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eu sanctions, is accused of trying to foment a crisis on europe's doorstep as payback. the eu says his authoritarian regime has for months lured migrants to belarus, many of them iraqis and syrians, with the promise of helping them across the border. this is what the crisis looks like on the ground. a harrowing video given to abc news by polish human rights activists, showing a kurdish woman collapsed near the border with hypothermia. you can hear her struggling to breathe. she's now in hospital in a serious condition. and some are dying. at a lonely graveyard in the freezing woods near the border, a young syrian man is buried. a friend says ahmad al hasan drowned, because he was forced by belarusian guards to cross the river to poland even though he told them he couldn't swim. ahmad was just 19. david, migrants we've spoken to allege a clear pattern of coercion by belarusian police. they say they've been beaten by
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them, forced to attack polish border guards, even help to make illegal crossings. but tonight, they're as stranded and desperate as ever and david, the temperatures here are plummeting. david? >> all right, ian pannell on the worsening situation, live from poland tonight for us. ian, thank you. and when we come back, the deadly collision here at home. a train and a car, inside a woman and two children. and the united passenger jet catching fire at logan airport.
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finally, amy robach reporting from antarctica. tonight, the emperor penguins and then amy's plunge. >> reporter: tonight, nearing the end of our journey to antarctica to report on the climate and the changes to the environment here. we saw the penguins. their habitat changing. with dwindling numbers. and we were lucky enough to see the emperor penguins, too. just hours ago, another extremely rare sighting. blue whales, the largest animals on earth. and as part of the trek -- >> you can do it! >> reporter: something they offer anyone who makes it. a rite of passage, jumping into the water. walking out into the 20s.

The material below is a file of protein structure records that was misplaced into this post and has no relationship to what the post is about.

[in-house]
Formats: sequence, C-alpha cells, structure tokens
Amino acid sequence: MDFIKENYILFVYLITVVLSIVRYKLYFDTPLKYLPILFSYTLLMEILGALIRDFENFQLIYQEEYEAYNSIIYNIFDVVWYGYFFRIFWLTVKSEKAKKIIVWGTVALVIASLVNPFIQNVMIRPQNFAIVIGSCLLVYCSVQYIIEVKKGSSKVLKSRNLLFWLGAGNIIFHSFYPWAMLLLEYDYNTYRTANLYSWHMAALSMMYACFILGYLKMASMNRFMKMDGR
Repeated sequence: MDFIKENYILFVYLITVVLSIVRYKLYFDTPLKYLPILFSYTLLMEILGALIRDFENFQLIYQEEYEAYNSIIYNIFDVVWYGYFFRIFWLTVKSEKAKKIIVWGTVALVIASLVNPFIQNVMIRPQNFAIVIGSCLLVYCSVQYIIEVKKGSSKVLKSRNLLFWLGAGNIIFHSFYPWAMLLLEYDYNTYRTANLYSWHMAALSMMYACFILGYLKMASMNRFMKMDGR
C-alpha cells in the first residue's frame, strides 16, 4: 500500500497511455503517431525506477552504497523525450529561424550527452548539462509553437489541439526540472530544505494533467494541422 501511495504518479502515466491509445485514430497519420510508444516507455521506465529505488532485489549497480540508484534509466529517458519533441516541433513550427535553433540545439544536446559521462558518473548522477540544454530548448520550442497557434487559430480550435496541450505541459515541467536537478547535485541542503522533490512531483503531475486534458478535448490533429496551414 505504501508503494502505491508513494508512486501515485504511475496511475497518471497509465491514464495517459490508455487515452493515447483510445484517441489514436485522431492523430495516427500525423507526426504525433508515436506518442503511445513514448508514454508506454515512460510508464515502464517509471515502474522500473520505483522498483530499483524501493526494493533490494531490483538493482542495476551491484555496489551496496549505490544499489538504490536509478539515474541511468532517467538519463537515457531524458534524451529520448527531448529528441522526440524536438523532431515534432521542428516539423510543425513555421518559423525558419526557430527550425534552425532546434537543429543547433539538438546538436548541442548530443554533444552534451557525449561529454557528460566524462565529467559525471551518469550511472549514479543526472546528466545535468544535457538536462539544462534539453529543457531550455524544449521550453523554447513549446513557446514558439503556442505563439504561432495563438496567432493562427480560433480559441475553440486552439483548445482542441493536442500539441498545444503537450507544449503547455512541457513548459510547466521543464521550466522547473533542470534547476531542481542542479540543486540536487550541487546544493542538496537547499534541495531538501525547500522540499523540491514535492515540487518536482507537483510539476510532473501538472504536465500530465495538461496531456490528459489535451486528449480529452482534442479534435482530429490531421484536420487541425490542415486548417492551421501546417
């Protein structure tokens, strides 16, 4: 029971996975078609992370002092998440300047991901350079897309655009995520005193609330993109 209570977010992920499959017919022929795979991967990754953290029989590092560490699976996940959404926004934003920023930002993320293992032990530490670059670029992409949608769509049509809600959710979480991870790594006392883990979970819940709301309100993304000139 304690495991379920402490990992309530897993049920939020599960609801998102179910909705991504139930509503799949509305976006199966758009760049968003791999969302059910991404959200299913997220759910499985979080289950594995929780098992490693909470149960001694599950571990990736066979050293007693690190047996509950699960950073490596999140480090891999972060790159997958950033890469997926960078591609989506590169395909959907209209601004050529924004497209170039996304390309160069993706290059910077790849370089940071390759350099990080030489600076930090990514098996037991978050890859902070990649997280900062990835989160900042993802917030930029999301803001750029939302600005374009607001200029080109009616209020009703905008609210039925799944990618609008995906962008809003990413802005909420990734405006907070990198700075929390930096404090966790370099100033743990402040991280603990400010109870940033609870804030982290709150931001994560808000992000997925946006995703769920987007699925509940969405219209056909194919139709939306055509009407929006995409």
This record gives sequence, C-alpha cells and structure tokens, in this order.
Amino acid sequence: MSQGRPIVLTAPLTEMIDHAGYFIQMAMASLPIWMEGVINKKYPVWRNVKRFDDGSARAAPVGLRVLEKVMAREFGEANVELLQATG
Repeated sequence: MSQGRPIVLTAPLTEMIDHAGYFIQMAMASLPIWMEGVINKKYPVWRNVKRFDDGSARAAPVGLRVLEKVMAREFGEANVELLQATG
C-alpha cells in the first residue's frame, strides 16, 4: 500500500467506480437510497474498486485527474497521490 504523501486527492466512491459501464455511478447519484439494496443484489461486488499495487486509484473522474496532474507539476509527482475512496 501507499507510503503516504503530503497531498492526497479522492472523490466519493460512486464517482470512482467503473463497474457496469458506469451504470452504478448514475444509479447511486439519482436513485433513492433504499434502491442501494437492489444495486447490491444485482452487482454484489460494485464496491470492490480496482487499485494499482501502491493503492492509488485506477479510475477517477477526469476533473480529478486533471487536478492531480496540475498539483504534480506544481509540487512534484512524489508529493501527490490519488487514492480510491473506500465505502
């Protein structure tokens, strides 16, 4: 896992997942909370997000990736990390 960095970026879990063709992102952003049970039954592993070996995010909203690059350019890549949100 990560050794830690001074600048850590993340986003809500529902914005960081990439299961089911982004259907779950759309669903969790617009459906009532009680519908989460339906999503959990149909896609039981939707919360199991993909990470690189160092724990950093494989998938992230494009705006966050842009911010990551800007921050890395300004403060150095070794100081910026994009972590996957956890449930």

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the wind chill, negative 9 degrees fahrenheit. the water, 28 degrees below freezing, but not for salt water. and then -- >> whoa! >> reporter: whoa! so cold, it takes your breath away. clearing the mind on the power of this journey. >> you did it! >> reporter: a wakeup call for the world on a changing climate and what's at stake from the penguins to the ice to the endangered whales. david, i've been reporting over the past several days just how breathtaking antarctica is. well, that polar plunge literally took my breath away. when i came out of that sub freezing water, my lungs were compressed and i started hyperventilating. a few minutes later, i was fine, and i got this polar plunge patch as a prize. back to you, david. >> well earned, amy. incredible and important reporting. we thank you.
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>> do you have to go back to the office? we look into the future of the workplace. one local companies are changing and if you can keep your pay if you move somewhere less expensive. >> the longtime california congresswoman jackie speier will not run for reelection. she is joining us live. >> anyone 18 and older who is fully vaccinated for the past six months can a booster shot. we will tell you why appointments are hard to get. abc 7 new starts right now. >> moving forward, finding solutions. this is abc 7 news. >> when you think about san mateo county, you have to think about congresswoman speier. she is truly beloved by her constituents. >> she's the uepitome of a
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leader, what we hoped for when we elect someone. >> for decades, jackie speier spoke on behalf of the bay area. tonight after announcing she will not seek reelection, she will join us live to talk about it. i'm liz kreutz. dan: i'm dan ashley. jackie speier's life and politic began in the late 1970's as an aide to congressman leo ryan. 43 years ago, she survived an ambush in jointnestown where she joined ryan to help people from a cult. ryan and another were killed. speier badly wounded. >> i pretended to be dead but they came and shot us at point blank range. the congressman was shot over 40 times and i was shot five times. liz: after that, she vowed to dedicate her life to public service if she survived.
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she quickly fulfilled that promise and